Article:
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Coaching and Mentoring for GTCS Sub-group on PRD 1. Coaching and Mentoring in Scottish Schools: Background and Context

1.1 A mentoring and/or coaching approach has become the cornerstone of a range of major initiatives across Scottish education. In the classroom, teachers increasingly use coaching skills to support young people’s learning in line with the aims of Curriculum for Excellence. The Assessment is for Learning approach is based on coaching principles.

1.2 The ‘Learning Rounds’ approach to classroom observation is founded on the skill of giving nonjudgmental, evidence based feedback, sharing it with the teacher, the department or the school and leaving them to interpret it and decide how to use it. The Flexible Route to Headship (FRH) matches a personal coach with each candidate as its core approach. School leaders use coaching skills to support distributed leadership and develop their staff at every level. The Standard for Headship lists as one of the skills required of a head teacher: “ the development of staff by coaching and mentoring” 1.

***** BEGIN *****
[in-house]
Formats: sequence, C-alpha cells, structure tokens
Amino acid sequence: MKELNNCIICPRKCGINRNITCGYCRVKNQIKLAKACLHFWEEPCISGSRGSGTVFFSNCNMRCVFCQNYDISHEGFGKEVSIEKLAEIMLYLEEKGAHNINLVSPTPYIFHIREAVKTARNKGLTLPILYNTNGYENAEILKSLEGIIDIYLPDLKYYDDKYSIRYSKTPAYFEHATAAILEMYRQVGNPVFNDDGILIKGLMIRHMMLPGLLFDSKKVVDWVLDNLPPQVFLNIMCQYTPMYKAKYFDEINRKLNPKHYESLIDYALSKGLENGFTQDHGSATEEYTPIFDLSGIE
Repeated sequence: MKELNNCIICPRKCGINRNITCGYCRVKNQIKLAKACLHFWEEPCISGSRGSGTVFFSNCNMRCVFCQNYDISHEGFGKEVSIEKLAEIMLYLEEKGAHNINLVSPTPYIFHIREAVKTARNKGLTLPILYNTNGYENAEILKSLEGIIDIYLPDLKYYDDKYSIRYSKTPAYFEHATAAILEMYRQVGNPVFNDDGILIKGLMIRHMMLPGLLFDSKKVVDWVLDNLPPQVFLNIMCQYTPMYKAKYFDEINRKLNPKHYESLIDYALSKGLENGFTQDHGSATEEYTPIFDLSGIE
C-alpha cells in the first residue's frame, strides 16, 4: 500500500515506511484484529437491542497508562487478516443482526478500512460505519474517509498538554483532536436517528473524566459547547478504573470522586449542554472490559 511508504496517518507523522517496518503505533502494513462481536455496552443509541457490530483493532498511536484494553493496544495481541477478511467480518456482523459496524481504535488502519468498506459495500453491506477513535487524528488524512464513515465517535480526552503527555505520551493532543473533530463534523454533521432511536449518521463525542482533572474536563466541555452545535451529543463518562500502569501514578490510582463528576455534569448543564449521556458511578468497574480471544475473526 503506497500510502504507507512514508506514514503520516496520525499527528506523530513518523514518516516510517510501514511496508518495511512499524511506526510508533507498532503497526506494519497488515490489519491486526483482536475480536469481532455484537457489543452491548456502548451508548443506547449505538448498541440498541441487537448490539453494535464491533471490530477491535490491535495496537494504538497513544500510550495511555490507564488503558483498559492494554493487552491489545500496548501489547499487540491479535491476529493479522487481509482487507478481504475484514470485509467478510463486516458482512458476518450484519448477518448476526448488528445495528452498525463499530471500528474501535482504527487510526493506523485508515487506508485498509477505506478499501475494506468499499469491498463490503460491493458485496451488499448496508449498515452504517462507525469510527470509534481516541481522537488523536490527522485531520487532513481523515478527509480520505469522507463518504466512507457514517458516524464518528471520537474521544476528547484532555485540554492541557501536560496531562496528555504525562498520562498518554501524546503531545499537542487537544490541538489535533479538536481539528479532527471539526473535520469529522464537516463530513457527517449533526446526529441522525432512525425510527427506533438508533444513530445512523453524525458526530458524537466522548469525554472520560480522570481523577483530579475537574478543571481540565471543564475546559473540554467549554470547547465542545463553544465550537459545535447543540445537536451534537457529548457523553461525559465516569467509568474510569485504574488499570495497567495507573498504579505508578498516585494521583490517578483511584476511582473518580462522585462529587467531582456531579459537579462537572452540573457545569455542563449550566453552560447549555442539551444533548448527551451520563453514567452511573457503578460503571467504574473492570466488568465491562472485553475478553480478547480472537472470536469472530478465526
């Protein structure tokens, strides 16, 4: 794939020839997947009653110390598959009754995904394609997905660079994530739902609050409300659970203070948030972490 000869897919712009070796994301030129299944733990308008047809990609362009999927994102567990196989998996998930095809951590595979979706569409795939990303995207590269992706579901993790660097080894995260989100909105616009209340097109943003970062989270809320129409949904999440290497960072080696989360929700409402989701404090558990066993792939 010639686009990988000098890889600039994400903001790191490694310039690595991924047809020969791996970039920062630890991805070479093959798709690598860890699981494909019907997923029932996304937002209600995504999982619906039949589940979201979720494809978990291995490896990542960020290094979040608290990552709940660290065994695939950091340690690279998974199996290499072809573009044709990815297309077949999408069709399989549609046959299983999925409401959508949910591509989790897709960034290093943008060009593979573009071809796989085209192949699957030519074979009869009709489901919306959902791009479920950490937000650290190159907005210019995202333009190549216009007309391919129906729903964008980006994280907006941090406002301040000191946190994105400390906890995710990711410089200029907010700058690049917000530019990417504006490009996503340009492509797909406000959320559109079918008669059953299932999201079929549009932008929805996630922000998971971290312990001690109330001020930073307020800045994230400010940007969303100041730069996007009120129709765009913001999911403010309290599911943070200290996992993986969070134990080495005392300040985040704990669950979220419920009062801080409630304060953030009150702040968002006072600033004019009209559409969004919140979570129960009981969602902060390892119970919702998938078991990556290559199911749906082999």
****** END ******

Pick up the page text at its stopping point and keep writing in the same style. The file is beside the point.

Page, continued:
1.3 Newly qualified teachers (NQTs) are allocated a mentor to support them through their induction year. Links with the New Teacher Center at UCLASanta Cruz have led to significant numbers of teachers applying enhanced mentoring skills as they support NQTs. In the report Teaching Scotland’s Future, Graham Donaldson notes the finding from the Early Professional Development (EPD)Pilot Scheme in England, which provided mentoring for teachers at an early career stage, that “ more than three-quarters of teachers and mentors indicated that EPDhad considerably enhanced pupils’ learning” 2

1.4 In the specific context of teachers’ professional review and development (PRD), it is widely recognised that a coaching approach is best suited to productive PRDmeetings between line managers and their staff. Donaldson also endorsesthe more general applicability of mentoring and coaching: “ Mentoring and coaching skills enable much more effective dialogue and learning to take place within groups of teachers and with stakeholders and partners” 3 For all of these reasons, many authorities have continued to offer training in

coaching skills and the number of teachers with coaching skills continues to increase.

1.5 There is some potential in widening accessto coaching and mentoring by the use of online webconferencing on GlowScotland. A small-scale, online coaching pilot with supply teachers was successfully completed within the CPDTeam’s CPDStepin community.

2. Coaching and Mentoring defined